A wood and brick house designed with cedar slats that provide complete privacy in an urban setting.
Located in a previously abandoned plot in the vibrant North End neighborhood of Halifax, Nova Scotia, OG House makes the most of the narrow site with a vertical design. Omar Gandhi, founder of Omar Gandhi Architect, completed the dwelling for his own family. Initially, the building was supposed to house the studio’s east coast office on the ground floor. As the architecture firm expanded quicker than expected, Gandhi redesigned the ground floor office as a smaller studio focused only on community projects in the area. The house features a brick base completed with locally sourced buff, a type of brick used in the area for residential projects and multi-unit housing. On top of the box-shaped ground level, a rectangular wood-clad volume rises vertically.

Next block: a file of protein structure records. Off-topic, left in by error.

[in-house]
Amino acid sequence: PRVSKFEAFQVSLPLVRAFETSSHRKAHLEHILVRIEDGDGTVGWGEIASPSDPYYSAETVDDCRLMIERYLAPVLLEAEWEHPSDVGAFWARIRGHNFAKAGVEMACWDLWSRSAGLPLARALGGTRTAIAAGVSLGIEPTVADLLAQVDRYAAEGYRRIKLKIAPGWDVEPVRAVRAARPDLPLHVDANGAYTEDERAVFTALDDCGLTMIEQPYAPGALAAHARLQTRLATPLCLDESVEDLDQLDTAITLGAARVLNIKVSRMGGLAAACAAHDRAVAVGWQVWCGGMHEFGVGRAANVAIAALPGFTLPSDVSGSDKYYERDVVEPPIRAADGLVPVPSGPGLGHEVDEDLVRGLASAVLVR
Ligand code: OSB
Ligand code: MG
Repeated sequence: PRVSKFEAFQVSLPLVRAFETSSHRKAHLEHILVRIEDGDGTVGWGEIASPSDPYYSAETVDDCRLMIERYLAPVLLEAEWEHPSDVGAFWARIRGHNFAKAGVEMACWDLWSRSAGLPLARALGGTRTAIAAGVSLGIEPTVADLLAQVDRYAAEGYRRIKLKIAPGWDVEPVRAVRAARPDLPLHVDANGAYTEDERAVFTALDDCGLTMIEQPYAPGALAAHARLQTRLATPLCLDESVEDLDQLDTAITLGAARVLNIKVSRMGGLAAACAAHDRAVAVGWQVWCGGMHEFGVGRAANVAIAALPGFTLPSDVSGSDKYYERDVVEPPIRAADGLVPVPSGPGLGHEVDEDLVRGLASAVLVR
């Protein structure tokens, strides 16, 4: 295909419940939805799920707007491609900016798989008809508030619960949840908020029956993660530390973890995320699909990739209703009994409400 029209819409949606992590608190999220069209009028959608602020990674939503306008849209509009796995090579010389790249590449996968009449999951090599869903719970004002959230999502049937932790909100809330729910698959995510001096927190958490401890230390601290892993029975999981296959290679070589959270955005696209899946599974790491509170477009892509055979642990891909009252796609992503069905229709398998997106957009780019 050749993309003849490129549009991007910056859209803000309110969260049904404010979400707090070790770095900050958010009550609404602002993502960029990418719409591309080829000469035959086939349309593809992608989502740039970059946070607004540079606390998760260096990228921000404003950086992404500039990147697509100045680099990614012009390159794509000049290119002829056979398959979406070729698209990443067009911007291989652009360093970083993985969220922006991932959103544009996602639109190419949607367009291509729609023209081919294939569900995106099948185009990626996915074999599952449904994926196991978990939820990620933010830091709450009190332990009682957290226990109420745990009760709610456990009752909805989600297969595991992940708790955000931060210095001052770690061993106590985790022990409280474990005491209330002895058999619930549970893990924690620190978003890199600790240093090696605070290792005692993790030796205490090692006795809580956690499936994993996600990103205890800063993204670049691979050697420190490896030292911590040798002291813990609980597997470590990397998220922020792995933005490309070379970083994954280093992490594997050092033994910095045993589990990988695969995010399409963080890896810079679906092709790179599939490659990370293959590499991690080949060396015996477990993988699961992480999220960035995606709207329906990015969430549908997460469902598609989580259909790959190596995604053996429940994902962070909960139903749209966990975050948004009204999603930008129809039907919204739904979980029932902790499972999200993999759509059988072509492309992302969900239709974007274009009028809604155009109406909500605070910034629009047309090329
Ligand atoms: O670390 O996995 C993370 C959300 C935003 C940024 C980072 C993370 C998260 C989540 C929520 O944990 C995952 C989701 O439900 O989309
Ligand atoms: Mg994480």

The studio used wooden slats for the envelope, both to blend the contemporary dwelling in the neighborhood and to also ensure the privacy of the living spaces. At the rear, a small courtyard lined with brick leads to the main entrance. Beyond the door, a pill-shaped steel volume separates the office space and the living areas. Stairs lead to a brick and wood powder room that features a 9-foot tall, steel pivot door and a custom oak sink.
The second floor boasts white oak paneling that helps to create a warm atmosphere. Here, the studio placed the kitchen and dining room as well as the living room. White millwork connects the entire length of the level; this element contains storage spaces and kitchen amenities as well as a marble fireplace and wood storage. A two-story lightwell maximizes the amount of natural light and also frames the sky.
The third level houses the bedrooms and two modern bathrooms with full-length skylights. Finally, the last floor contains a small lounge space. Throughout the house, the architect used white oak, along with custom bronze brackets and refined finishes. Outside, the cladding will develop a silvery-gray patina that will closely match the neighboring houses with weathered wood walls. Photography© Ema Peter Photography, Doublespace Photography.